Thank you for the opportunity to make a submission in relation to the 2020/21 Federal Budget. This submission will cover five topics: Responding to the Productivity Commission report into superannuation Providing superannuation policy clarity Removing the $450 Super Guarantee threshold Repealing the ‘work test’ Indexing the LISTO to increases in the Super Guarantee rate Respond… Continue reading 2020-21 Pre-Budget Submission
Written by Rachel Ong ViforJ, Curtin University and Gavin Wood, RMIT University. The number of mature age Australians carrying mortgage debt into retirement is soaring. And on average each mature age Australian with a mortgage debt owes much more relative to their income than 25 years ago. Microdata from the Bureau of Statistics survey of… Continue reading More people are retiring with high mortgage debts. The implications are huge
Written by Ben Phillips, Australian National University and Matthew Gray, Australian National University. Labor is banking on about A$5 billion per year from ending the cash payment of company tax refunds to dividend holders who don’t pay tax. It’ll exempt charities, non-profits, pensioners and part pensioners and other Australians on government allowances, including future pensioners.… Continue reading At last, an answer to the $5 billion question: who gets the imputation cheques Labor will take away?
Written by Brendan Coates, Grattan Institute. Stagnant wages are a huge issue in this election campaign. So it is odd that both major parties are hanging onto a policy that will take more out of workers’ pockets. Lifting compulsory superannuation contributions from 9.5% to 12% in five annual steps between and 2021 and 2025, as… Continue reading $20 billion per year. That’s how much higher superannuation could take from wages
Written by Elizabeth Savage, University of Technology Sydney. Labor’s proposal to end cash refunds of unused dividend imputation credits is highly targeted. It certainly doesn’t apply to age pensioners, even part pensioners, courtesy of Labor’s Pensioner Guarantee. Self managed super funds set up by pensioners before the announcement are also exempt. Nonetheless it is likely… Continue reading It’s hard to find out who Labor’s dividend imputation policy will hit, but it is possible, and it isn’t the poor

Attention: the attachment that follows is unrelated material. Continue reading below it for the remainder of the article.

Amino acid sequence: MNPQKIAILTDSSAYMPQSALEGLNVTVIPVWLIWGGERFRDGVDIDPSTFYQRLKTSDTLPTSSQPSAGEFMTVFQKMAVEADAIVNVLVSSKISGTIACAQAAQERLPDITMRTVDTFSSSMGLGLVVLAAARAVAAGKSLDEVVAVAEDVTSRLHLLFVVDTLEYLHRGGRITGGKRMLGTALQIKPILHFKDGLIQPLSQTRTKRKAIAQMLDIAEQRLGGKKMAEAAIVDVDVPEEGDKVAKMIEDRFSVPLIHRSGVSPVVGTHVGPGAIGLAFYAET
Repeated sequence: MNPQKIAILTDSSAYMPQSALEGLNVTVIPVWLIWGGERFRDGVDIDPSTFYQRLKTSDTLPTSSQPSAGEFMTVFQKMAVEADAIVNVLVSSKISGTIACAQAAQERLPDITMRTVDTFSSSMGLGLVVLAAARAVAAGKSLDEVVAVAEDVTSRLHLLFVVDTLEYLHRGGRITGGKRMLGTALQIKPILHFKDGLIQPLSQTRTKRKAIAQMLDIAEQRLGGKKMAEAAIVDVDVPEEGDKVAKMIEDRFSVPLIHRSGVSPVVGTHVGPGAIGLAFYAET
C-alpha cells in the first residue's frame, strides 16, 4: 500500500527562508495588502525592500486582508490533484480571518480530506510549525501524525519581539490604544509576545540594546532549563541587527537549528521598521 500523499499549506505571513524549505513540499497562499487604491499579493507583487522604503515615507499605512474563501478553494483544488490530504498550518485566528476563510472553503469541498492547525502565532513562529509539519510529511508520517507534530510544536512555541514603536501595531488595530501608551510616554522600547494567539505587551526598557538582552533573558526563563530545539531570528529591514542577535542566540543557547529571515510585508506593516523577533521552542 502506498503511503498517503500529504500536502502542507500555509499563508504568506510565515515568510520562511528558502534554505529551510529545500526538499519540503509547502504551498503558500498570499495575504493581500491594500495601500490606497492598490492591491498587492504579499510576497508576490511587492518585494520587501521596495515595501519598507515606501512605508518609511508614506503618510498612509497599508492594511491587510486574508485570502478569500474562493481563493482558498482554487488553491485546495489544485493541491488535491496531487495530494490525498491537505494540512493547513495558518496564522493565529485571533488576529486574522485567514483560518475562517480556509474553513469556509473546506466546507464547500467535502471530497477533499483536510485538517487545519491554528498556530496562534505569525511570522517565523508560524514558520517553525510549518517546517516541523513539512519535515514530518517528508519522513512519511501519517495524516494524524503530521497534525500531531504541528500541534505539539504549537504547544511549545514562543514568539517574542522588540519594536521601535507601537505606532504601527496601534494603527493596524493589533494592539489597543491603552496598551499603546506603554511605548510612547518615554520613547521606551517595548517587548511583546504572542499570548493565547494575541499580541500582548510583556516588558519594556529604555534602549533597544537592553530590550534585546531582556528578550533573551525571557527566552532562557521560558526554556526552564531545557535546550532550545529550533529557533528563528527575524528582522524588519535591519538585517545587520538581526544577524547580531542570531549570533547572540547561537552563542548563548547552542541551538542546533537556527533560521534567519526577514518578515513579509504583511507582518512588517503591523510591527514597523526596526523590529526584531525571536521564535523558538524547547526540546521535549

Written by Peter Martin, Crawford School of Public Policy, Australian National University. The Coalition is running out of time to do worthwhile things. Facing overwhelming odds of defeat in the election due within weeks, one of its last throws of the dice should be to do something Labor would never do, but which is urgently… Continue reading Frydenberg should call a no-holds-barred inquiry into superannuation, now, because Labor won’t
Written by Brendan Coates, Fellow with the Grattan Institute. Parliament is failing workers with superannuation. And this time it’s Labor and the Greens who are doing it. The Coalition’s Protecting Your Super Package Bill was designed to cut the unnecessary costs in super, significantly boosting balances when workers retire. It was gutted in parliament last week… Continue reading This time it’s Labor and the Greens standing in the way of cheaper super
Written by Peter Martin, Visiting Fellow, Crawford School of Public Policy, Australian National University. You’re forgiven for being confused. Newspapers need to economise on words. Television and radio reporters need to economise on seconds. So they use shorthand: words like “dividend imputation”, “franking credits”, and yes, “retiree tax”. Which is fine if you already know what they… Continue reading Words that matter. What’s a franking credit? What’s dividend imputation? And what’s ‘retiree tax’?
Written by Helen Hodgson, Associate Professor, Curtin Law School and Curtin Business School, Curtin University Women retire with embarrassingly little super compared to men. In 2015-16 the typical (median) Australian woman retired with A$36,000. The typical male had A$110,000. When presented as averages, the difference is less stark because a small number of big superannuation… Continue reading We won’t fix female super until we fix female pay, but Labor’s ideas are a start
Written by Brendan Coates, Fellow at the Grattan Institute, and Owain Emslie, Associate at the Grattan Institute. When it comes to the gender gap in retirement incomes, symbolism appears to matter more than actually achieving something. Labor’s plan to add super contributions to government-funded parental leave was heralded by Opposition Leader Bill Shorten this… Continue reading Super. If Labor really wanted to help women in retirement, it would do something else